The Babbel Blog

language learning in the digital age

Portrait: Daniela in Brussels

Posted on December 17, 2014 by

retratoBabbel User Portraits are glimpses into the lives of people around the world. If you would like to share your story with us, just leave a comment below. This month, we talked with Daniela Schaller who has been living in Brussels for a few months with her husband and young son, and who learned Dutch quickly with Babbel.

 
I started learning Dutch with Babbel in May of 2013. At that time, I had no idea I’d be living in Belgium one day. I’d always been interested in the language, and the defining moment for me to start was the wedding of a friend, who married a Dutchman. I wanted to at least be able to chitchat with him and the other Dutch guests. When my husband got the offer for a  position at the European Parliament, it was a wonderful coincidence.
Arriving in Brussels, I would have placed myself at a beginner level of A1 or A2, but when I took the assessment test at a Belgian language school, I was placed at advanced level B1 or B2. At that point, I’d only learned with Babbel. Here in Brussels, there are tons of beginner’s courses, but barely any for advanced learners – at least none that I can fit into my schedule. I have a young son that I pick up every day from kindergarten. So I’ll just keep learning with Babbel.
What I also really like about Babbel is that I can easily integrate it into my everyday life. When we were still living in Potsdam, I was always learning on  the subway or on the way to work. But now I also like to sit at home for a half-hour and learn while my young son, Nikolai, is playing or sleeping.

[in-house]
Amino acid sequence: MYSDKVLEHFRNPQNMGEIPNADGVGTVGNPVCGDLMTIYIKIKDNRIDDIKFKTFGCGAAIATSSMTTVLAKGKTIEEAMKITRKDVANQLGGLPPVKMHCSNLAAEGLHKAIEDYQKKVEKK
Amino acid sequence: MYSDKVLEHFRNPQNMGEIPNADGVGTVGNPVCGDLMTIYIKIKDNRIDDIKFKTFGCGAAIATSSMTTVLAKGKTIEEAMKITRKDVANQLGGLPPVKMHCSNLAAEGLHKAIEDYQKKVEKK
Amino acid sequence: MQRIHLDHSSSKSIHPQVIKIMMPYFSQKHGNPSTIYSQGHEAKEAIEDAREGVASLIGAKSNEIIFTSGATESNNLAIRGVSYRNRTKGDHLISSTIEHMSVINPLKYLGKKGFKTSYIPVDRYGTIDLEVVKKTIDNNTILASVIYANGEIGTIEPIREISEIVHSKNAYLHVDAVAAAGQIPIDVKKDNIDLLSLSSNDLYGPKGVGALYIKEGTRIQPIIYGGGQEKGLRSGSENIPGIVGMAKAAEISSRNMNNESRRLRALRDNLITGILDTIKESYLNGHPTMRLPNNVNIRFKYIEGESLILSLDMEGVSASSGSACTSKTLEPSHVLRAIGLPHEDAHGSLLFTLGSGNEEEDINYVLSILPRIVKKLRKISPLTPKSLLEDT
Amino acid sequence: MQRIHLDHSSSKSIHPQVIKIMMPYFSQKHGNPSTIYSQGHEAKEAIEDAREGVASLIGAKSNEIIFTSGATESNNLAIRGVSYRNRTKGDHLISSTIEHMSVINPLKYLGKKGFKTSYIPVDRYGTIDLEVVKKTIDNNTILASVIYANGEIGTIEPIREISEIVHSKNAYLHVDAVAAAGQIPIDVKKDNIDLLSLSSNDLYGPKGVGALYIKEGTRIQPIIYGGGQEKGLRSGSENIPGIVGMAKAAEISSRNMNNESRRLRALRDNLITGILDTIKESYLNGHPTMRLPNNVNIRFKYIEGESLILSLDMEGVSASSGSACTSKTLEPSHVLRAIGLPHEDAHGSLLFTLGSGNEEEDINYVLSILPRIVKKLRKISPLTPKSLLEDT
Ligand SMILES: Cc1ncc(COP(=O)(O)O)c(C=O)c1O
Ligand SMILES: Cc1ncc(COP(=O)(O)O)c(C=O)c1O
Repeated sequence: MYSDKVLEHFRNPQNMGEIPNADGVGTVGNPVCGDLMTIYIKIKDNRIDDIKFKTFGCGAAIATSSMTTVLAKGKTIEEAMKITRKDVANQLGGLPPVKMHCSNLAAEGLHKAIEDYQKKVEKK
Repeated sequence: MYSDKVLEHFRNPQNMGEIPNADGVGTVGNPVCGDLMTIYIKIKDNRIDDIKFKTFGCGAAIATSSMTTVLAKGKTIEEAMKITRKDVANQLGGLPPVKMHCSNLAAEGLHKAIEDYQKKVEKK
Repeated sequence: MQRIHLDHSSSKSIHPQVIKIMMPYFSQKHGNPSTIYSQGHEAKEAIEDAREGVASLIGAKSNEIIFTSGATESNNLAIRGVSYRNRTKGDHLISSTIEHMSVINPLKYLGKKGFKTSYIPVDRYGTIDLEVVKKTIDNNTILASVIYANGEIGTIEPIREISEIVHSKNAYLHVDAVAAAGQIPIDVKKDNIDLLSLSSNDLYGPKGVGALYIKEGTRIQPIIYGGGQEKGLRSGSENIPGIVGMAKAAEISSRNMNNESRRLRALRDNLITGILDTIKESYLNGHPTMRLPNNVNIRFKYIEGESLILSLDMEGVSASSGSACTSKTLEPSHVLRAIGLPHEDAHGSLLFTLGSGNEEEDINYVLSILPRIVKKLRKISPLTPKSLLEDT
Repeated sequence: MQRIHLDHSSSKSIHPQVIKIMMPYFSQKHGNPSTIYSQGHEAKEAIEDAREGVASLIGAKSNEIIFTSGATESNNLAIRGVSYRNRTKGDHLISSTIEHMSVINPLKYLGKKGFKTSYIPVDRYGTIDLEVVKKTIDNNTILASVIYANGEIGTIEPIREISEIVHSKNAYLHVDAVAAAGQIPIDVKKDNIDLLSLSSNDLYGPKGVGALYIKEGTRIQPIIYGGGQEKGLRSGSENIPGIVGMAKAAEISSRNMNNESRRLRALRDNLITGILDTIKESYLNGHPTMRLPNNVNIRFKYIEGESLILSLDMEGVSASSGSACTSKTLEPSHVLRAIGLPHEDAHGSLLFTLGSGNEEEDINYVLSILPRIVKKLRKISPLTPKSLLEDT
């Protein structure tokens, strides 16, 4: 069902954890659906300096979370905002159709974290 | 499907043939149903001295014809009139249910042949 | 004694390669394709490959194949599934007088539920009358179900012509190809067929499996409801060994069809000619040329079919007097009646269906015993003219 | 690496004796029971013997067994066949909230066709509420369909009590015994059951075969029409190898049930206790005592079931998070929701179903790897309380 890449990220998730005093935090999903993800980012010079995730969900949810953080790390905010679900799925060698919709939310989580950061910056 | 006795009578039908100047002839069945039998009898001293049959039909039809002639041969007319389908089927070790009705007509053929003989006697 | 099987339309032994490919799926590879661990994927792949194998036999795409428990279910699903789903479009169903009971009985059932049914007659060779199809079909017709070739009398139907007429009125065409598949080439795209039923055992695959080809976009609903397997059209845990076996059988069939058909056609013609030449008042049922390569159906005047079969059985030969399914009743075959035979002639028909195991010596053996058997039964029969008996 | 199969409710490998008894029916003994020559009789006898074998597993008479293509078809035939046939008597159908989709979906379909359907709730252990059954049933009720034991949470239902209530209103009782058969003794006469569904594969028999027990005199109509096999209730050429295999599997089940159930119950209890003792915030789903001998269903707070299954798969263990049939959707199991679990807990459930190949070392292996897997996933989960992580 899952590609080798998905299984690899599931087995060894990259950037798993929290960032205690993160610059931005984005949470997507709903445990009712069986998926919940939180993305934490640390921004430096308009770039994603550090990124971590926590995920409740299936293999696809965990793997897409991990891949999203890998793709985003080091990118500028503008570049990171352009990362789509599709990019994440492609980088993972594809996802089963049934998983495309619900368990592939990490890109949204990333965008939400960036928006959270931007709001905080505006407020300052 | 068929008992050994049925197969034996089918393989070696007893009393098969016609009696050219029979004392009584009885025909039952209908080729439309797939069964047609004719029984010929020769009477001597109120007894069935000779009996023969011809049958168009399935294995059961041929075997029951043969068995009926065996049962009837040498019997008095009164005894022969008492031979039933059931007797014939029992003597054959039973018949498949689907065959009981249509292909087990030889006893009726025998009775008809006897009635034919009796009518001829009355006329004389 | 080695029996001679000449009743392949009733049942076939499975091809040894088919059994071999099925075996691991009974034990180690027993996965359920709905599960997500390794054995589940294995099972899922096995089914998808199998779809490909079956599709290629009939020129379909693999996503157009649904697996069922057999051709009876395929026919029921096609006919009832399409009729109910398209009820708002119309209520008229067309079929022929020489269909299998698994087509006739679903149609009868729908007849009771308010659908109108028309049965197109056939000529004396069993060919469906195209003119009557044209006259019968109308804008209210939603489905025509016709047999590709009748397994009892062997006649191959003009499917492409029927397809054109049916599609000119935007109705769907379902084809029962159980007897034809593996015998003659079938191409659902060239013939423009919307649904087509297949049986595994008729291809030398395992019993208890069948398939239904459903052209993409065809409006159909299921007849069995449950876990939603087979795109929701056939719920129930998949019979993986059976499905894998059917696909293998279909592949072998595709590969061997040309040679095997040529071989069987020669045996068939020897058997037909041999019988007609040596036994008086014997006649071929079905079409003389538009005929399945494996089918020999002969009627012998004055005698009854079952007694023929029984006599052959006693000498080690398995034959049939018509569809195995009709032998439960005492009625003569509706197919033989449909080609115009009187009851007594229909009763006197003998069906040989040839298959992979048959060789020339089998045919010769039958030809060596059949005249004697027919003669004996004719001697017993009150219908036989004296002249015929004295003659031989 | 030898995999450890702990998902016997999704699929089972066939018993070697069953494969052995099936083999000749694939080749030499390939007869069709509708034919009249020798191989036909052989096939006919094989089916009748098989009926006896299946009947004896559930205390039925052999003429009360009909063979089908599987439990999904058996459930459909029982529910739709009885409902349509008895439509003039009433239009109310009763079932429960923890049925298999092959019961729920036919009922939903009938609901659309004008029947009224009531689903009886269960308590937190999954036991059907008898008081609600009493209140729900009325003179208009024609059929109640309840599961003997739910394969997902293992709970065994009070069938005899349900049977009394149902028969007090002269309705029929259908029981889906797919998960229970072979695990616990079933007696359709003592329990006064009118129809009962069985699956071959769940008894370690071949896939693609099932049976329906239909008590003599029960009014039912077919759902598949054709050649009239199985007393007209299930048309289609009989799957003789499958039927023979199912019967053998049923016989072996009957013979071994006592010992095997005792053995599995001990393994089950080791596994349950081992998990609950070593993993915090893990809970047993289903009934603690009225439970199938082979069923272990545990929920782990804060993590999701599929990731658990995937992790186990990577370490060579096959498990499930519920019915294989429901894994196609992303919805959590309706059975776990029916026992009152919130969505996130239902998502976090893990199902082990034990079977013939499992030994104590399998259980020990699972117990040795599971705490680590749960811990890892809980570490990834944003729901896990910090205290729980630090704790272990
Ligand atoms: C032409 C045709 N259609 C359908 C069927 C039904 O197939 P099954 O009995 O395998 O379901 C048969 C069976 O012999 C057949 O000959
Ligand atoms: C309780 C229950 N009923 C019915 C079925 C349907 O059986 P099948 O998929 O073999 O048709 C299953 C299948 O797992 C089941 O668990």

Incidentally, Nicolai is learning French in preschool. In Brussels, French is spoken often and Dutch almost never. For that reason, shortly before my move, I also started using Babbel to refresh the French I learned in school . That helps me here a lot, because I speak French literally every day – it started with the apartment hunt, but I also speak French when grocery shopping, at public offices or at the doctor’s . But I also hear English, for example, when it has something to do with registration forms or when my son’s French-speaking teacher realizes that she’s speaking too fast for me.
My husband is just starting to learn French at work, although a lot of German is also spoken there. Little Nikolai might have more of a knack for it than his father! He already says “mama” to me in French and can already count to thirteen. He’s also already started to pick up a lot from the other children. He always says: “All the other kids speak such a funny language.”
If you would like to share your story with us, just leave a comment below!
 
Translated from the German by Frank Cifarelli.